The Current Crisis

Include Me Out

Critics of the Miers nomination are starting to lose it.

By 10.13.05

Send to Kindle

WASHINGTON -- To the excitement of all Washington, the hullabaloo over President George W. Bush's nomination of Harriet E. (and you can be sure the Senate Judiciary Committee will get to the bottom of this mysterious "E." in due course) Miers builds, picking up wails and execrations daily. What makes the excitement so irresistible is that conservatives have now joined with liberals in fuming over the President's judicial nominee. Well, as the philosopher Samuel Goldwyn was wont to say, "include me out."

This hullabaloo is but another piece of evidence in support of my long held view that the greatest unsung force in history is boredom. Yes, the rise and fall of nations, the comings and goings of eminences and fads, can be attributed to the seven deadly sins, to mere chance, or to a potentate dallying too long over lunch. But more often than the historians would have us know mere boredom has been the yeast for great events. At some point in every president's life, especially as his presidency ages, he finds himself in a sticky wicket because the politically engaged have become bored.

I do not mean to say that there are not potential high court nominees more qualified than Miers. Moreover, for two decades the conservative movement has developed a community of fine legal minds ready and able to do as well against the haranguers of the Senate Judiciary Committee as the suddenly exalted John Roberts. One need look no farther than the Federalist Society. Yet the intensity of this row has grown out of all proportion to the President's oversights. Consider this from an overheated "news story" in the New York Times: "Everybody is hoping that something will happen on Miers, either that the president would withdraw her or she would realize she is not up to it and pull out while she has some dignity intact,' a lawyer to a Republican committee member said." Most likely this will never happen, and most likely only a handful of shortsighted Republicans would want it to happen.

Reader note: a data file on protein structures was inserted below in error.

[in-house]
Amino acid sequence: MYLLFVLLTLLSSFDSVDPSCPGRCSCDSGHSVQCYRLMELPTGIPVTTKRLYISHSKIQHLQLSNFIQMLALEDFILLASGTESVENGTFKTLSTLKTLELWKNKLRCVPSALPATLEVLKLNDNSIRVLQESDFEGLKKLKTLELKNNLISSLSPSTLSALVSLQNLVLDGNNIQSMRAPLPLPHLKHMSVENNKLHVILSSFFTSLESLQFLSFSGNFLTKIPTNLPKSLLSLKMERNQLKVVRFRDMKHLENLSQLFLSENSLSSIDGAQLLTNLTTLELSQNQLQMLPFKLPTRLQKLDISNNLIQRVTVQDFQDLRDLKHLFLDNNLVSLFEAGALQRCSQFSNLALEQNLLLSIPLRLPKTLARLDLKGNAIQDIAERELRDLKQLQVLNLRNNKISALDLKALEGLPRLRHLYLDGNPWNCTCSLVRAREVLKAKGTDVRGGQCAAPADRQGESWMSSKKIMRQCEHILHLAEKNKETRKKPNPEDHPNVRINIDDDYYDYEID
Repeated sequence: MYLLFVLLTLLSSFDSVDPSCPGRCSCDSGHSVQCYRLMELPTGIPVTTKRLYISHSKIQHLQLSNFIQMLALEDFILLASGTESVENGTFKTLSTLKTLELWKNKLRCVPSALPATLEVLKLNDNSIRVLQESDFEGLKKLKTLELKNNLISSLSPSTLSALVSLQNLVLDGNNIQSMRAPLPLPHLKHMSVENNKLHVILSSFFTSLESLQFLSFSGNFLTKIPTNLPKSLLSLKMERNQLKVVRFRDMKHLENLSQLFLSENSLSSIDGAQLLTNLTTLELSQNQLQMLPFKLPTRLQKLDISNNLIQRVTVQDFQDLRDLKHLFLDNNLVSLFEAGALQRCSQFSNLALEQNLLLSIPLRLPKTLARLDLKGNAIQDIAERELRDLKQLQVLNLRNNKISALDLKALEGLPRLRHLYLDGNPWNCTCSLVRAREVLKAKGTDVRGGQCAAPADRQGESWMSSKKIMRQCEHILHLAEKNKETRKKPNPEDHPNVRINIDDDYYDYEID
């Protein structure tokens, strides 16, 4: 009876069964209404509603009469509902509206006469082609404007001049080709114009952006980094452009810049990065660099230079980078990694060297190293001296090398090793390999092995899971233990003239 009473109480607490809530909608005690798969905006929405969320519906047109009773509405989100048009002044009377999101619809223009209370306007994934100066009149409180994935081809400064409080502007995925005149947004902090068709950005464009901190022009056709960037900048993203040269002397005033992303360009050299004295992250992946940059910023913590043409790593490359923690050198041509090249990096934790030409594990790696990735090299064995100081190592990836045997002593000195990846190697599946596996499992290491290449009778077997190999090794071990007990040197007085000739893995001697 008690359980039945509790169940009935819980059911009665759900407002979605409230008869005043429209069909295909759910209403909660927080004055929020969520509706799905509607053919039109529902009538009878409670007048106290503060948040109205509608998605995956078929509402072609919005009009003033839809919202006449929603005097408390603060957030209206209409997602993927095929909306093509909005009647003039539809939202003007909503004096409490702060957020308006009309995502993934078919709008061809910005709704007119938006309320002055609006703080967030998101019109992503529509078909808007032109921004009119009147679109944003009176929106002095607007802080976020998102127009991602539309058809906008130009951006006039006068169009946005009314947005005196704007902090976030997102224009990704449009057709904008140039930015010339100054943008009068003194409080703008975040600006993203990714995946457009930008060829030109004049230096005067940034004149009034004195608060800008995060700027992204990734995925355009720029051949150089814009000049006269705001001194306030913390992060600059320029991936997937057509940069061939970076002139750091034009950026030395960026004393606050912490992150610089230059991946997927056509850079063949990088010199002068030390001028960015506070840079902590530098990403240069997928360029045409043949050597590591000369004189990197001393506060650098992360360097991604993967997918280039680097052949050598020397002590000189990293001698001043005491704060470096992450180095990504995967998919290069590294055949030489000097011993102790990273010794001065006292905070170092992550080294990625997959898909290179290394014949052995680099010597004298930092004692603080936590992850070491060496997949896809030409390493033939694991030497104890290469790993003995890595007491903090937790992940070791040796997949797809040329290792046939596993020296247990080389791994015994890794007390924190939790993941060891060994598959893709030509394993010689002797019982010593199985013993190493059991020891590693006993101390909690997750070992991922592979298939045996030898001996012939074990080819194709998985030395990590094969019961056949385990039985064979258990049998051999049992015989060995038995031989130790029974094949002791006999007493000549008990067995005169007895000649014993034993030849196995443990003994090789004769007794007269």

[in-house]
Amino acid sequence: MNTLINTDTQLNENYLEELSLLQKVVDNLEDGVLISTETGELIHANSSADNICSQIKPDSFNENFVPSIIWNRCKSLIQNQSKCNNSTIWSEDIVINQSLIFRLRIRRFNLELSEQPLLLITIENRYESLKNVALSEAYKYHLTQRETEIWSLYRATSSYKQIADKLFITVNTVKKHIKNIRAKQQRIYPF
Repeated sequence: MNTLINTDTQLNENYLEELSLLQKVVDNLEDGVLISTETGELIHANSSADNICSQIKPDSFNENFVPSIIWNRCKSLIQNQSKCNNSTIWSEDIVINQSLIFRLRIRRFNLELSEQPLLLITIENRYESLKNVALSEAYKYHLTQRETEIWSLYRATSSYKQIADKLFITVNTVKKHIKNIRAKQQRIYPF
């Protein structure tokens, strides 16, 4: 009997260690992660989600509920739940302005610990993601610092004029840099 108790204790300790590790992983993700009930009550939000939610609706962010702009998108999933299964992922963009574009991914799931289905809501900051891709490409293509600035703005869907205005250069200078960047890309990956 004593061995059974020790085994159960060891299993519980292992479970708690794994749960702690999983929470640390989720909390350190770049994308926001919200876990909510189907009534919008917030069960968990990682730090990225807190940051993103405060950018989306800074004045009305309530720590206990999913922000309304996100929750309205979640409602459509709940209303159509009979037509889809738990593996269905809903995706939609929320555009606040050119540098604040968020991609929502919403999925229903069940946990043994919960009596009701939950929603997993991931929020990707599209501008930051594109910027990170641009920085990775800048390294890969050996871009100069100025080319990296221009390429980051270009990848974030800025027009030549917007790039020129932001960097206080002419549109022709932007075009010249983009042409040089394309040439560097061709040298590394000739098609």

The criteria for a Supreme Court nominee have historically been: (A) proven facility with the law and (B) personal integrity. That is the argument most conservatives have made ever since liberals politicized the selection process starting with Judge Robert Bork. Surely Miers has shown facility with the law and if she lacks integrity it will be revealed very soon. We have all argued that a justice's personal beliefs are not relevant. All a justice does is apply the law -- as written by legislators -- to each case under consideration. Judge Roberts returned to this truth repeatedly during his torture before the Senate Judiciary Committee. If Miers is capable, she will hold to this fundamental truth and be confirmed.

Were the Republicans to overthrow the principles they solemnly defended during the Roberts hearing and sink Miers' nomination, the consequence would be anarchy in subsequent Senate hearings and a messy victory for partisan Democrats. The Republicans have claimed the principle that barring maleficent revelations a president should be granted his nominee for the federal judiciary. If they were to join the Democrats in contradicting their own sensible principle and thwarting the President, the partisan Democrats would be justified in voting down any future conservative nominee. That would mean raising to the Supreme Court only nominees of their choice or, as I say, anarchy.

On the face of it none of this will happen. The conservatives have every right to be disappointed that a seasoned conservative of superlative intellect was not nominated by the President. But they are not going to throw the nominating process into chaos or rather into the control of primitive partisans such as Senator Patrick Leahy.

Washington's yearning for excitement is what actuates this hullabaloo. It also actuates the press's incessant coverage of it. This town is easily bored and boredom often sets in motion some of history's most frivolous events. Think back. Was it not general boredom that accounted for the election of Bill Clinton over the perfectly normal President George H. W. Bush?

Like this Article

Print this Article

Print Article
About the Author
R. Emmett Tyrrell, Jr. is the founder and editor in chief of The American Spectator. He is the author of The Death of Liberalism, published by Thomas Nelson Inc. His previous books include the New York Times bestseller Boy Clinton: the Political Biography; The Impeachment of William Jefferson Clinton; The Liberal Crack-Up; The Conservative Crack-Up; Public Nuisances; The Future that Doesn't Work: Social Democracy's Failure in Britain; Madame Hillary: The Dark Road to the White House; The Clinton Crack-Up; and After the Hangover: The Conservatives' Road to Recovery.